This weekend is called Memorial Day weekend in the United States. Many people view this as the unofficial start to the summer season. People get together with family, have cookouts, maybe fireworks and celebrate the day off from work (for some, not all). For many, what is forgotten is the reason the U.S. government instituted the holiday. To remember those who gave the ultimate sacrifice, their life, in service to the country. Yes, there will be a few parades, veterans will get free meals or discounts, but for many, the time to remember will be forgotten. It simply is not important to them. Continue reading
In the church setting, people will often look at what a person does to determine how much they love God, or their spirituality. Even though we admit that we are not saved by works, that seems to be the one thing people look to in order to gauge spirituality.
Let’s look at a story I saw on Facebook:
A father looks upon his two sons without them knowing and watches them draw him pictures. The first son has drawn a nice picture of him and his father holding hands as stick figures and the father is proud. The second son has drawn something a bit different. He has used the entire box of markers, glitter, glue, craft paper… he skipped his free time to create the most audacious thing for his father and the father is proud. The first son then looks at the second’s picture and feels the need to point out how unnecessary the attention to detail and the use of different materials were in the creating of the picture. “It was a waste of time, Father will love my gift no less than yours, simple is better, he will not be impressed.” To which the second son replied, “I didn’t do it to gain his love, that we both have. I did it out of my love for him in the best way I knew how”.
Both sons loved their father, and they showed it the best way they knew how. For some, it is elegant, for others, it is very simple and basic. Show we compare how we show love to our Father? Of course not, yet we often do that within the church.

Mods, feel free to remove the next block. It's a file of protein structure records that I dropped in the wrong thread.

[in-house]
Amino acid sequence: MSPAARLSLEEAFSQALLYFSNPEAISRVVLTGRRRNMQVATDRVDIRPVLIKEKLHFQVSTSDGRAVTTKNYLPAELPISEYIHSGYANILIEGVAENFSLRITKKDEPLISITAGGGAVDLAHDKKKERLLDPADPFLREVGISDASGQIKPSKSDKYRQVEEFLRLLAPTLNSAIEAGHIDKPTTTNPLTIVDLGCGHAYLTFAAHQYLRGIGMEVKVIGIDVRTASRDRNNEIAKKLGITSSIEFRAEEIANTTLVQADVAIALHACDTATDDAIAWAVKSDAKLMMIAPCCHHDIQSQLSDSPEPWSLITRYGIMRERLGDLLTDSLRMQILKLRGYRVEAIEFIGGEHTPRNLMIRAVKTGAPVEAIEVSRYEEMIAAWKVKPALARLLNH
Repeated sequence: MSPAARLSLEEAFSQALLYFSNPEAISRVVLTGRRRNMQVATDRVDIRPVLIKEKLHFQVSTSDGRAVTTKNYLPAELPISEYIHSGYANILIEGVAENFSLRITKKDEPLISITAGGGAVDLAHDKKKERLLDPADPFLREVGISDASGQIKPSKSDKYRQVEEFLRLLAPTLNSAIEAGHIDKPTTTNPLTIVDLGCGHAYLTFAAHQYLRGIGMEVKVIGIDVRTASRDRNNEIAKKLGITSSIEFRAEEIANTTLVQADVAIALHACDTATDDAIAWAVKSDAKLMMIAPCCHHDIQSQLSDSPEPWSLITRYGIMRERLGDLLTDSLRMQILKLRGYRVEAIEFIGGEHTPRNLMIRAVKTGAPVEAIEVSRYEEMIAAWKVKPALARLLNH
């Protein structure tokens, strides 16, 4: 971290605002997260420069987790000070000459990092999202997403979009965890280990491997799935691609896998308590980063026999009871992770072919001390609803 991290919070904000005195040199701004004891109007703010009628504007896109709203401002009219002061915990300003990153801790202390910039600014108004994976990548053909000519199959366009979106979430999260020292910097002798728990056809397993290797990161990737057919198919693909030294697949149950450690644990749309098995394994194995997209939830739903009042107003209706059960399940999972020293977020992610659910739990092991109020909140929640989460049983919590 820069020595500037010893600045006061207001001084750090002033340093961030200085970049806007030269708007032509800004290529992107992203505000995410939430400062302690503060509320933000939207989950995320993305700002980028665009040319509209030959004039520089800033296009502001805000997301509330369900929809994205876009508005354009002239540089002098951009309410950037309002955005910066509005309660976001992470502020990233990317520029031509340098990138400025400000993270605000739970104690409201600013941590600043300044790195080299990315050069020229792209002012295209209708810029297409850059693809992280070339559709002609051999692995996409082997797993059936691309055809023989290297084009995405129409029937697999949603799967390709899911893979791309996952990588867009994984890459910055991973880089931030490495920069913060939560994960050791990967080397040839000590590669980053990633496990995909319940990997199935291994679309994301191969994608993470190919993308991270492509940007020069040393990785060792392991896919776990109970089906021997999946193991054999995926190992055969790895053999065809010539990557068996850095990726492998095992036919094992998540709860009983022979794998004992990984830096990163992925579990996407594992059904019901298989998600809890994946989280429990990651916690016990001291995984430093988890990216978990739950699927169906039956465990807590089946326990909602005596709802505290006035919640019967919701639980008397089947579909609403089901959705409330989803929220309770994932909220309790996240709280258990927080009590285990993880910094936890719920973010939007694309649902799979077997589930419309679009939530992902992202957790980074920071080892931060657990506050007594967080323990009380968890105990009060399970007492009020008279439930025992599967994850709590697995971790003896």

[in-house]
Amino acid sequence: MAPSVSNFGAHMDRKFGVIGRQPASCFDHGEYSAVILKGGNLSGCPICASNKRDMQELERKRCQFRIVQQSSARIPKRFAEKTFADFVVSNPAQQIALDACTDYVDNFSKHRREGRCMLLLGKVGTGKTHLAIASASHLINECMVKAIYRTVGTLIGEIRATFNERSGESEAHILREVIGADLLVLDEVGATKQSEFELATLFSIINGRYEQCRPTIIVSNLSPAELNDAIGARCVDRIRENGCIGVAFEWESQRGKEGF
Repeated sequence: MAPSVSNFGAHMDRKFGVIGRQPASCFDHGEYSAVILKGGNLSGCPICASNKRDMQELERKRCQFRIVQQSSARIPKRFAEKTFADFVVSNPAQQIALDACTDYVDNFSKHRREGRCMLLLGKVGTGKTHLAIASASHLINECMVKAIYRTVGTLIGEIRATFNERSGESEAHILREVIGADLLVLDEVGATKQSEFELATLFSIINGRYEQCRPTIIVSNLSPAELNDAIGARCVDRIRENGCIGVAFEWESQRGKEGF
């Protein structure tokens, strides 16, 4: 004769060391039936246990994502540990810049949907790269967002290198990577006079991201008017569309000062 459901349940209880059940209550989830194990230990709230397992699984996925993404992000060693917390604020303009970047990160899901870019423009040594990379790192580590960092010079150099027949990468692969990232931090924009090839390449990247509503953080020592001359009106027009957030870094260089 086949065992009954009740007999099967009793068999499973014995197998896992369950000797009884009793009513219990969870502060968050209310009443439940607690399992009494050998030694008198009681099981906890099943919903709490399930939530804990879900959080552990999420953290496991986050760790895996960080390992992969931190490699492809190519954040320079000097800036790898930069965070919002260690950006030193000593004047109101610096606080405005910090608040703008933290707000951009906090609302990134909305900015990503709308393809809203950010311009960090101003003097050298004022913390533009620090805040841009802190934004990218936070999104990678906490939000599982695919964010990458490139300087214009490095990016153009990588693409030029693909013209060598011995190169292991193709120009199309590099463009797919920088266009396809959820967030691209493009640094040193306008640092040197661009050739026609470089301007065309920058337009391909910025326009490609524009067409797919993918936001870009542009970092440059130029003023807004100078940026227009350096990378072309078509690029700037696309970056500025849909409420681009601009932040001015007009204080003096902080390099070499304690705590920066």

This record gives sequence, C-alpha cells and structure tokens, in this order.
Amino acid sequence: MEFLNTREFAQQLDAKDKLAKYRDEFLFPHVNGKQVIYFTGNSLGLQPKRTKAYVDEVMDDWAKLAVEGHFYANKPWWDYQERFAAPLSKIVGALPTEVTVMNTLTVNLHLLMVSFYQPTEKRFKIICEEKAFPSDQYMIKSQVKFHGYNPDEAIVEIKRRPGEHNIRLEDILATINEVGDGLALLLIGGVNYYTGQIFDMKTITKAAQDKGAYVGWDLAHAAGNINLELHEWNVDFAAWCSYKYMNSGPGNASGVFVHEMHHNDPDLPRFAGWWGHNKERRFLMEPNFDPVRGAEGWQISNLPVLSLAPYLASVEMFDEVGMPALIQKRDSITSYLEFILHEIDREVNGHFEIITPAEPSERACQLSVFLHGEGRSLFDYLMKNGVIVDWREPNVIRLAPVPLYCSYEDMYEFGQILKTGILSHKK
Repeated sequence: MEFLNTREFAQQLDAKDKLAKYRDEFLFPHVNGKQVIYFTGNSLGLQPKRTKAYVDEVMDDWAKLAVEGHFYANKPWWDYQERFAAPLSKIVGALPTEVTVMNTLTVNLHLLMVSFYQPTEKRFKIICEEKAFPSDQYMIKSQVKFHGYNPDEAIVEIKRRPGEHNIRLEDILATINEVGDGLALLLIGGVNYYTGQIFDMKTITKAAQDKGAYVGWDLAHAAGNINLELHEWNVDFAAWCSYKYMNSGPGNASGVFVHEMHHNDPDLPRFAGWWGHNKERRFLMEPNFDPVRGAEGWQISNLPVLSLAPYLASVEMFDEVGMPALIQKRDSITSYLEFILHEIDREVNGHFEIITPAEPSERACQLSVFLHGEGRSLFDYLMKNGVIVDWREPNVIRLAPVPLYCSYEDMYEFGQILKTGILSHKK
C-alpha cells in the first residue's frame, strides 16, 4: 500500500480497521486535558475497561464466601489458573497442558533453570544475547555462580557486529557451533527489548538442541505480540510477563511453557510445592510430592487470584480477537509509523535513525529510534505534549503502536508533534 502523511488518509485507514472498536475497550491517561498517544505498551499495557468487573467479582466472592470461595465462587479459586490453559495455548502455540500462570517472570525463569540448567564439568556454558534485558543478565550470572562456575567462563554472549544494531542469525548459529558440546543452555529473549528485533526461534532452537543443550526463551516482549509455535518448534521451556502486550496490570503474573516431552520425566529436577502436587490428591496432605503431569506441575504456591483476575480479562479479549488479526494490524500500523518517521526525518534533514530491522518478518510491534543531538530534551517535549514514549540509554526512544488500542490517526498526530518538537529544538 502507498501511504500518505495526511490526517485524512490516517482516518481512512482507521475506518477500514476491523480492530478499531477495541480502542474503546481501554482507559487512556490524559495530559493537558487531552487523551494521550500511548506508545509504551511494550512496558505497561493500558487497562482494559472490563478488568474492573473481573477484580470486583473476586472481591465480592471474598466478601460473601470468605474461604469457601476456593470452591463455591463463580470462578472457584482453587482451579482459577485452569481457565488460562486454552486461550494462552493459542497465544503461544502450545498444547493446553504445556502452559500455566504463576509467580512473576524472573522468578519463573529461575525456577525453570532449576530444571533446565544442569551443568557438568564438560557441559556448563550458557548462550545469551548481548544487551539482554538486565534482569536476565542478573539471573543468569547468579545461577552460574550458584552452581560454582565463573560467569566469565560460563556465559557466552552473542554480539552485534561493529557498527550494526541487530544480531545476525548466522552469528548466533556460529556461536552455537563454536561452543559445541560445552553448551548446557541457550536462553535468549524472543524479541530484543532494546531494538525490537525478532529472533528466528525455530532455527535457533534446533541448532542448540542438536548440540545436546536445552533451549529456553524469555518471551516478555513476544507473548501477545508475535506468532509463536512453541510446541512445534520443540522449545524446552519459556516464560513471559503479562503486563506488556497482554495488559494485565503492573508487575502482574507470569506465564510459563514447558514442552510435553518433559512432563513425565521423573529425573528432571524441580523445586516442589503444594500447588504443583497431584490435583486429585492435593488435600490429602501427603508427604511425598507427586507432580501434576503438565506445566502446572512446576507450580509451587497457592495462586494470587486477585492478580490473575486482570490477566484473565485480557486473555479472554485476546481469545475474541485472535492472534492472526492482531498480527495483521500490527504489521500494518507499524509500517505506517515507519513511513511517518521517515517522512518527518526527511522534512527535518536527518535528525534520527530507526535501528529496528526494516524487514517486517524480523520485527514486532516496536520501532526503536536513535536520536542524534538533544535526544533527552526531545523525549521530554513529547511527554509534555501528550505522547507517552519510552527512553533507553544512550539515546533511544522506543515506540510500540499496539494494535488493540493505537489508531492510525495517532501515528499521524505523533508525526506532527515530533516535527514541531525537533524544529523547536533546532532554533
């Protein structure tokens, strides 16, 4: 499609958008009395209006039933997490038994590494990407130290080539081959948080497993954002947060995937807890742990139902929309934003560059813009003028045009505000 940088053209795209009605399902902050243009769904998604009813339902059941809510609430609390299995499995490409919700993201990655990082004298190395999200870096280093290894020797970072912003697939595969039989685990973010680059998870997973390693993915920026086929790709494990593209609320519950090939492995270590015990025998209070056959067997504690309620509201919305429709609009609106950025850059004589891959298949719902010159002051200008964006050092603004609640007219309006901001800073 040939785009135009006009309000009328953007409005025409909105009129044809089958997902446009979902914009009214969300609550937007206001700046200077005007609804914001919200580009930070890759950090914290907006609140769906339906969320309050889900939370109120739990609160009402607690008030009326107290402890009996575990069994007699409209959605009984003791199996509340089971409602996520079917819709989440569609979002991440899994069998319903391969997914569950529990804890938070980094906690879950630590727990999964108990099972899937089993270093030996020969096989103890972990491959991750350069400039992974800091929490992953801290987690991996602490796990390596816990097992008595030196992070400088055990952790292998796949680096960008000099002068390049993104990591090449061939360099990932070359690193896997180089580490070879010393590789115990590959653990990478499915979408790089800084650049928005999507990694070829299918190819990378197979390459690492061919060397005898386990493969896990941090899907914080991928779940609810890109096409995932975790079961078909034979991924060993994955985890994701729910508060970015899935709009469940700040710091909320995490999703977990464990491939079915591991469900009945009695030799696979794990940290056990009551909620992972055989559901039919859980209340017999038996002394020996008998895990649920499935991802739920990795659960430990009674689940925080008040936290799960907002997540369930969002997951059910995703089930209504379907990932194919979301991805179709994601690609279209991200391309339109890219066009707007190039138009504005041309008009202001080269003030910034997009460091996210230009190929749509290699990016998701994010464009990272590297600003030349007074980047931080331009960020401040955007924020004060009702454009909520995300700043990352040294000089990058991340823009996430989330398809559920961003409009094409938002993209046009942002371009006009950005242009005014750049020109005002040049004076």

Don’t get me wrong, James 2:17 tells us that faith without works is dead. If we have faith, then works will follow, but works do not get us to closer fellowship with God.
The question becomes, do we gauge one’s spirituality by the works that they do? I would hope not.
I knew a pastor that was concerned that some members of the church thought they were more spiritual than they were, or would look down on others because of their lack of involvement. His proposed solution, create levels, and as people met certain goals (fellowship with others, giving, service, etc.), then they would be deemed to be on that level (i.e. more spiritual). I questioned that solution. After all, how is the solution to people elevating themselves and creating “classes” of spirituality, creating levels of spirituality?
The Pareto Principle (80-20) seems to feed into this class of spirituality, where those who serve and do more must love God more and be more spiritual. But like the two sons in the story above, maybe people are showing love to God the best way they know how. Let us not look down on people, rather build them up and help draw them closer to God. May they follow me, and follow you, as we follow God.
Show God that you love Him the best way you know how to today.